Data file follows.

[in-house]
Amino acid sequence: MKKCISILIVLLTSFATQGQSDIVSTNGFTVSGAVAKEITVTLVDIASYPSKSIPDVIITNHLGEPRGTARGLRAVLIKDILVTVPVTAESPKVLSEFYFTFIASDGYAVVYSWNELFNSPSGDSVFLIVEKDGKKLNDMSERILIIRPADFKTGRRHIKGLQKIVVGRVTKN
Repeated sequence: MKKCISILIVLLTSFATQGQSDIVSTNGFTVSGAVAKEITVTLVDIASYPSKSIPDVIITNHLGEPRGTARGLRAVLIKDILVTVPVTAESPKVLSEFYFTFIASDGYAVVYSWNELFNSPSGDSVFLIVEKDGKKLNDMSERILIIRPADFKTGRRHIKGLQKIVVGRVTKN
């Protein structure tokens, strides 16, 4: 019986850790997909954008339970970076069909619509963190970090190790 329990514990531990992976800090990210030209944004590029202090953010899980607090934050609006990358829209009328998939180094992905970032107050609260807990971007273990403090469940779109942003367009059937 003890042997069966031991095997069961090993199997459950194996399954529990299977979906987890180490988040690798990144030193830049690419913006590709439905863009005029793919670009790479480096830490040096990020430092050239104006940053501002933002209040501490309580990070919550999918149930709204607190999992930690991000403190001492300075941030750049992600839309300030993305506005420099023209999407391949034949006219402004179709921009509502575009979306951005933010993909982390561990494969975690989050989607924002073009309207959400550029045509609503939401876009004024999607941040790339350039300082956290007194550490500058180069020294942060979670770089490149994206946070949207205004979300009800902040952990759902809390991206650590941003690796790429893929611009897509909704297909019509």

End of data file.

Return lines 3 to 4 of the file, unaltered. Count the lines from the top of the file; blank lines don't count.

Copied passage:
Repeated sequence: MKKCISILIVLLTSFATQGQSDIVSTNGFTVSGAVAKEITVTLVDIASYPSKSIPDVIITNHLGEPRGTARGLRAVLIKDILVTVPVTAESPKVLSEFYFTFIASDGYAVVYSWNELFNSPSGDSVFLIVEKDGKKLNDMSERILIIRPADFKTGRRHIKGLQKIVVGRVTKN
């Protein structure tokens, strides 16, 4: 019986850790997909954008339970970076069909619509963190970090190790 329990514990531990992976800090990210030209944004590029202090953010899980607090934050609006990358829209009328998939180094992905970032107050609260807990971007273990403090469940779109942003367009059937 003890042997069966031991095997069961090993199997459950194996399954529990299977979906987890180490988040690798990144030193830049690419913006590709439905863009005029793919670009790479480096830490040096990020430092050239104006940053501002933002209040501490309580990070919550999918149930709204607190999992930690991000403190001492300075941030750049992600839309300030993305506005420099023209999407391949034949006219402004179709921009509502575009979306951005933010993909982390561990494969975690989050989607924002073009309207959400550029045509609503939401876009004024999607941040790339350039300082956290007194550490500058180069020294942060979670770089490149994206946070949207205004979300009800902040952990759902809390991206650590941003690796790429893929611009897509909704297909019509």